Appo no-tax referendum passes with 97% in favor

Charlie Megginson Education, Headlines

a large building

TOP: LOUIS L. REDDING SCHOOL IN 1952. BOTTOM: AN ARCHITECT’S RENDERING OF LOUIS L. REDDING MIDDLE SCHOOL IN 2026.

Voters in Appoqunimink School District have overwhelmingly voted in favor of a referendum to renovate and expand the historic Louis L. Redding Middle School in Middletown.

Unofficial results released Tuesday night showed that the measure passed by a vote of 2,992 to 106.

The vote was marketed as a “no tax increase referendum” because the district has already secured the funding for the project through its own savings and the state’s contributions. 

The 69-year old Redding Middle School suffers from several outdated and failing systems that are original to the building and have become more expensive to maintain than to replace.

Through a combination of taxpayer money, developer impact fees and growth in the tax assessment base, Appoqunimink School District has committed to funding the local portion of the construction costs — 24% or $13.675 million. 

The state will fund the remaining 76% of project costs — $43.305 million — using money it has set aside for major projects like the one at Redding.

Appoqunimink superintendent Matthew Burrows said in a statement that he is happy and relieved the district will be able to give Redding students and staff a school capable of delivering the same 21st-century education as the rest of the district’s facilities.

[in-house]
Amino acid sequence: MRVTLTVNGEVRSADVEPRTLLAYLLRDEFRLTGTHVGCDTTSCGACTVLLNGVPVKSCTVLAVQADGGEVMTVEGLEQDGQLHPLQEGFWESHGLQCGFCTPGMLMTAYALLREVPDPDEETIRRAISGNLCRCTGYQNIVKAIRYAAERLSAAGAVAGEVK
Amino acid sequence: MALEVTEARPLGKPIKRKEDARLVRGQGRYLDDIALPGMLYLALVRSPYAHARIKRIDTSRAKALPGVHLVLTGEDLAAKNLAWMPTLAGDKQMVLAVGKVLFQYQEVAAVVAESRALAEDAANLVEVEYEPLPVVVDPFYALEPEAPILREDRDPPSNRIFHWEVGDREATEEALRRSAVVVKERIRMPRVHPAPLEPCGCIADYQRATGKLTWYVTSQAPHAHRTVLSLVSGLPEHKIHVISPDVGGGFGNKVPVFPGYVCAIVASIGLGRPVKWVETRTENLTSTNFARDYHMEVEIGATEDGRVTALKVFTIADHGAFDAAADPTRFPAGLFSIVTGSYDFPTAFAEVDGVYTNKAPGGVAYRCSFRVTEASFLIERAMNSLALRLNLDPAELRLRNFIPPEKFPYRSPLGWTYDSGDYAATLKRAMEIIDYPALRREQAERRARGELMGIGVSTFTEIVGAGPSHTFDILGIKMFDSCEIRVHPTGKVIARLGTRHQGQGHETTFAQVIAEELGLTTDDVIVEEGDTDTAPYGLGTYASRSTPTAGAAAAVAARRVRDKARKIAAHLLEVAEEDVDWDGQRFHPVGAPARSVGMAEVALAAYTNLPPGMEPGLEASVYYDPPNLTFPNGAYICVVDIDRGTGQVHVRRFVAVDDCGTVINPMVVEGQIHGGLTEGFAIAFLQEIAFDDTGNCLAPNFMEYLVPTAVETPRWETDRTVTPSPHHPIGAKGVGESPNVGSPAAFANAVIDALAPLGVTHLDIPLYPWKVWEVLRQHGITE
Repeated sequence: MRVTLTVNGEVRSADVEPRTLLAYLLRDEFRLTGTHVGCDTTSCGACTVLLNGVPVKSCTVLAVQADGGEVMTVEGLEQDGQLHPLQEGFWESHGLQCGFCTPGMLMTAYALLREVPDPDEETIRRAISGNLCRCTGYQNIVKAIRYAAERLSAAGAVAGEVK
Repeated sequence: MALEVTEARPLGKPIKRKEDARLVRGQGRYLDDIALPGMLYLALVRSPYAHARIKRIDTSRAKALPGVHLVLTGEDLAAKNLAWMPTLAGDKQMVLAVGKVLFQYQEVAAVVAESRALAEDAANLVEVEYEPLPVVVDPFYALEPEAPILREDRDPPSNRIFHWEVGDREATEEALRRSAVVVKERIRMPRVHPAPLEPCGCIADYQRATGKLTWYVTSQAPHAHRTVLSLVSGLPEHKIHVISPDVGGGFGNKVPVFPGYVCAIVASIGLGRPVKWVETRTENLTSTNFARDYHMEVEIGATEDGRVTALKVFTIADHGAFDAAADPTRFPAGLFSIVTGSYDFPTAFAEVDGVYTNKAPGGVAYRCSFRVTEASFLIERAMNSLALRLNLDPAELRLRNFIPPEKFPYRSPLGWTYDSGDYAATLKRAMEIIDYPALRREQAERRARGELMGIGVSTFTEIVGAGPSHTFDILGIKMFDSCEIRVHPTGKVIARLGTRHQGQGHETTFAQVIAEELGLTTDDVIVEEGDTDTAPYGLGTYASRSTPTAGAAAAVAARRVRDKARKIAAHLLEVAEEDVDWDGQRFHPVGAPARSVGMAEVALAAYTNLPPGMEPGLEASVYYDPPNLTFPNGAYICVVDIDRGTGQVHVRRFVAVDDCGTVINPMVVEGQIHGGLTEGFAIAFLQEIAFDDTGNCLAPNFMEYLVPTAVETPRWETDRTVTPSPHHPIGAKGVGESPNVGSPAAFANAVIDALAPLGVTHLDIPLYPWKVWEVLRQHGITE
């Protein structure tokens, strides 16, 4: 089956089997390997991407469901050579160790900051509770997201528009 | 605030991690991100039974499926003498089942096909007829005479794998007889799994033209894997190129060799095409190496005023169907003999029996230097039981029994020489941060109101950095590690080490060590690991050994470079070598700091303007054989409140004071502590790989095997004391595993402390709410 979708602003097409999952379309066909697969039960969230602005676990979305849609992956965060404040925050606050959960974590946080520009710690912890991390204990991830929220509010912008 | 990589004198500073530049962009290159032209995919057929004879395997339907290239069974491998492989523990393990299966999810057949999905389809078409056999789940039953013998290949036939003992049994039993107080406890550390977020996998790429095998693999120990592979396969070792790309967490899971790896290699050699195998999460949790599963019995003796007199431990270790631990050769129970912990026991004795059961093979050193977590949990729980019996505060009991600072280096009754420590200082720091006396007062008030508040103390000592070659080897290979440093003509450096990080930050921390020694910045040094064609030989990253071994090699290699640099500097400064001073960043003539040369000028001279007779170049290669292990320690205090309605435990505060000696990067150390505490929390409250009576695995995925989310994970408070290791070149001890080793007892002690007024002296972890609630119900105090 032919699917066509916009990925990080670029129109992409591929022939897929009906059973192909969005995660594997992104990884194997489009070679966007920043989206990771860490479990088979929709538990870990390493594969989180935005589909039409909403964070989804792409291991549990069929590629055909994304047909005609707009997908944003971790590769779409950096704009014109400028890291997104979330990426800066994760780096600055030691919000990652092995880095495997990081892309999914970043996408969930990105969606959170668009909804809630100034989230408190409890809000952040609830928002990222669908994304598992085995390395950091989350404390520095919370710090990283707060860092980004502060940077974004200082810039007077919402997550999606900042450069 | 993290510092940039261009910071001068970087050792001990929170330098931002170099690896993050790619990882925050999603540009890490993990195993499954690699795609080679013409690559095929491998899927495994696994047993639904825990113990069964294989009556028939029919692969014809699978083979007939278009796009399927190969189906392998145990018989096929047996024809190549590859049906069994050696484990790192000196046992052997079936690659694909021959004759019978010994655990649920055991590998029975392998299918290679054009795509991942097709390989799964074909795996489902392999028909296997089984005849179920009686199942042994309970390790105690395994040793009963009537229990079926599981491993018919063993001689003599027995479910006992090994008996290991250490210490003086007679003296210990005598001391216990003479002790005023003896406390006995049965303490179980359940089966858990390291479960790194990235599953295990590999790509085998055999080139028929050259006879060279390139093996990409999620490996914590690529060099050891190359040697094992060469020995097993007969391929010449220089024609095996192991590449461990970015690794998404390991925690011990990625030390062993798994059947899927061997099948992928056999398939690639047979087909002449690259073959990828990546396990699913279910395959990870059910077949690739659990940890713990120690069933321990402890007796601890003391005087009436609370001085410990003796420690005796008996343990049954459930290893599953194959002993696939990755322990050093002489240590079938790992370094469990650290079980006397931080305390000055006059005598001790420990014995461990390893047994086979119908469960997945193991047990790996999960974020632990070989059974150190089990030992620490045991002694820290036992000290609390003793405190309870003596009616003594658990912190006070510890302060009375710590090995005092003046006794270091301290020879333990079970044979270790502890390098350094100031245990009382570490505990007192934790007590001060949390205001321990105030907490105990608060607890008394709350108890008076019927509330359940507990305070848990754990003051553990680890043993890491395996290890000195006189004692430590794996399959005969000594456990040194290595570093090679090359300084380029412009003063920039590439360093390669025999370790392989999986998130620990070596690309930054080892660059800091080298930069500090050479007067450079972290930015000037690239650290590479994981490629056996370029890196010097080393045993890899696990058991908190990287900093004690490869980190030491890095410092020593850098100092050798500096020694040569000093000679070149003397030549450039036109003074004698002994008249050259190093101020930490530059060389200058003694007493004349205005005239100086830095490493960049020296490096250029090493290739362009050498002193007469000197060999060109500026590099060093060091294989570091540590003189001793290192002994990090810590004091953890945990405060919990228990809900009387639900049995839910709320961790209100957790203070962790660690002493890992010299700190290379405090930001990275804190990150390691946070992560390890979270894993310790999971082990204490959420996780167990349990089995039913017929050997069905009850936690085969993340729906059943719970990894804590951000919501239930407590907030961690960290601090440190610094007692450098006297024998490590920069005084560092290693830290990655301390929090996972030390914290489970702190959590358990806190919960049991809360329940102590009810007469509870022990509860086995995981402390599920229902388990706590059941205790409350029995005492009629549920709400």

“I’d like to thank our parents, our staff, our volunteers, and this fantastic community,” Burrows said. “Your support at the polls have made this a very happy holiday for our District.”

Appoquinimink School Board president Michelle Wall, whose two children both attended Louis L. Redding Middle School, agreed.

“With the successful passage of this no-tax referendum, the residents of the Appoquinimink School District again showed what is important to all of us…community,” she said in a statement.

The passage of the referendum was the result of the “collective efforts of our district community that will allow us to move forward with the renovations and restoration of this special school,” Wall said. “I am confident that the future of Redding will be just as bright as its historic legacy.”

After the numbers were announced to a room filled with volunteers and staff Tuesday evening, former Redding principal and referendum co-chair Cyndi Clay offered some closing thoughts.

“I have been blessed to live in this community all my life. I’m part of the history of Redding,” Clay said. “I was a student here. My husband and all three of our children went here as well. Finally, our turn has come. I’m grateful that the community understood the need and responded to our call for support. What we did today will make a difference in our future.”

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